EFFICIENCY GAINS IN COTTON PRICE FORECASTING USING DIFFERENT LEVELS OF DATA AGGREGATION
Luis Peña-Lévano and
No 169814, 2014 Annual Meeting, July 27-29, 2014, Minneapolis, Minnesota from Agricultural and Applied Economics Association
The forecasting efficiency gains obtained by building time series models in which the data are optimally aggregated have been studied from a theoretical perspective in numerous studies. However, an empirical study focused on the potential benefits of temporal disaggregation in commodity price forecasting has not been conducted. This is the case even though commodities markets are extremely important for the economic performance of the U.S. agricultural sector, where a slight difference in a prediction represents losses of million of dollars. One important commodity is cotton, which generated approximately $25.0 billion in annual revenue and was responsible for 200,000 jobs in 2008 (USDA, 2012). This study evaluates the efficiency gains in forecasting cotton cash prices using alternative ARMA models with varying levels of temporal aggregations (daily, weekly, monthly and annual). More specifically, it evaluates whether the disaggregated models can produce more accurate aggregated price predictions than the corresponding aggregated models. Likewise, this is the first study that incorporates the daily level of aggregation to evaluate the efficiency gain in forecasting.The dataset consisted of approximately 60 years of daily cotton prices (9,120 observations from 1972-2010) in which the prices were adjusted using the Consumer Price Index (CPI). The results suggested that overall, disaggregation leads to gains in efficiency; which would be consistent with the results of the theoretical studies of Tiao (1972), Koreisha and Fang (2004). Finally, the weekly model was the most efficient in forecasting the cotton prices. These results are important for cotton farmers because it could lead to better investment and hedging strategies.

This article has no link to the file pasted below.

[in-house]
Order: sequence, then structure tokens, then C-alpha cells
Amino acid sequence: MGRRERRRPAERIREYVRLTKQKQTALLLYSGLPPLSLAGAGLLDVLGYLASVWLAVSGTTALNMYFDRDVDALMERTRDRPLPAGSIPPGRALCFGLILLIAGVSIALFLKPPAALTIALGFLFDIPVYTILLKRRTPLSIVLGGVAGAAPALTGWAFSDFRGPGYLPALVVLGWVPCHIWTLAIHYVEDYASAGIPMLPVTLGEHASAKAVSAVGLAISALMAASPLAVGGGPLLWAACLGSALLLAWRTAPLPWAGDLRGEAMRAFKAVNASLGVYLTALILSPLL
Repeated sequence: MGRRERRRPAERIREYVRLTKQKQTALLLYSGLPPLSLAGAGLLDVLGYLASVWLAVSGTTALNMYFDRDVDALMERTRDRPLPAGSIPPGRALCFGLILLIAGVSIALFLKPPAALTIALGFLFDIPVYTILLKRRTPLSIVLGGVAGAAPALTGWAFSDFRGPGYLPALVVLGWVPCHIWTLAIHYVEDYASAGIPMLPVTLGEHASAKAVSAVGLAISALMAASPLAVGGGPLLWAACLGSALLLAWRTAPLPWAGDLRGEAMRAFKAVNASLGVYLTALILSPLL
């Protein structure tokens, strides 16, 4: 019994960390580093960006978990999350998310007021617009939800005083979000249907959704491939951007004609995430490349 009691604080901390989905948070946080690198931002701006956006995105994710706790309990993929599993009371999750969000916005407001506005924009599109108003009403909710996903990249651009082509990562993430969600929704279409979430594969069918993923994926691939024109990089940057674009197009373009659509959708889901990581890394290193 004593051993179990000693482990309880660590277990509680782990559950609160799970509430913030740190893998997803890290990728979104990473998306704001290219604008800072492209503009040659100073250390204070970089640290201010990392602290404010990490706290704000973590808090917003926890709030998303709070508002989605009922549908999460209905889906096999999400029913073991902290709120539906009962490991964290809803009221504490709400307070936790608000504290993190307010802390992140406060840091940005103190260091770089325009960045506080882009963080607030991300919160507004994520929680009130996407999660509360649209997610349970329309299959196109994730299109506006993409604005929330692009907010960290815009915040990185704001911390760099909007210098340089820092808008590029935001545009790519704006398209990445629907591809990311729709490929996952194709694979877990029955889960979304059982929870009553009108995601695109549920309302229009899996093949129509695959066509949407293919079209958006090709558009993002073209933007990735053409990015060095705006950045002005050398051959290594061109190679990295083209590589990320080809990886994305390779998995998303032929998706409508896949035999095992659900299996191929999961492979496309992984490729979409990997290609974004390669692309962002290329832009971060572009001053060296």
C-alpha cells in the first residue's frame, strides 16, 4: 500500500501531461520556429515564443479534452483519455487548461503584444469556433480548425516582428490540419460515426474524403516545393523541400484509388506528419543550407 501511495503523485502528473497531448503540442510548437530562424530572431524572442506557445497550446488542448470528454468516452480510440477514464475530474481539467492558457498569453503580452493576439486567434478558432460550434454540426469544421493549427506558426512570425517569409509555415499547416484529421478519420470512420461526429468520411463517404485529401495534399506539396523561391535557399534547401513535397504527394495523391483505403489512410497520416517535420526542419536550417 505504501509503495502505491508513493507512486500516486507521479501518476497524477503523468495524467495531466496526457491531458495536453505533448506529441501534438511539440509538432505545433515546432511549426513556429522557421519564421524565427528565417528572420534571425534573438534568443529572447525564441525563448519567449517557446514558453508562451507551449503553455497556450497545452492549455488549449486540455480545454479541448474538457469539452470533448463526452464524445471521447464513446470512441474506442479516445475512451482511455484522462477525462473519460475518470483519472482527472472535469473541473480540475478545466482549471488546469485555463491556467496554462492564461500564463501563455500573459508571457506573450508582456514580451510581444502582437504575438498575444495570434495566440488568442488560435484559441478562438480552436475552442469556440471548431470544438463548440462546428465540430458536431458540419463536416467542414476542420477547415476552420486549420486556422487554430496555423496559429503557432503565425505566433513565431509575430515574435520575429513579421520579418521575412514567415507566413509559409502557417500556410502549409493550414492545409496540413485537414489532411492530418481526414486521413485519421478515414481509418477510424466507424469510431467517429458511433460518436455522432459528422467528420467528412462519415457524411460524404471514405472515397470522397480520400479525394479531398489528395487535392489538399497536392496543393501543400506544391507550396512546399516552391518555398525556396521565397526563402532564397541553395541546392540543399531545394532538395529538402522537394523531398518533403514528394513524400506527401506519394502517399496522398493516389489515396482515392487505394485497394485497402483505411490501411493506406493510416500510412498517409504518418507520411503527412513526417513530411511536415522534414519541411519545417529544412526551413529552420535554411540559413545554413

Keywords: Agribusiness; Agricultural Finance; Research Methods/ Statistical Methods (search for similar items in EconPapers)
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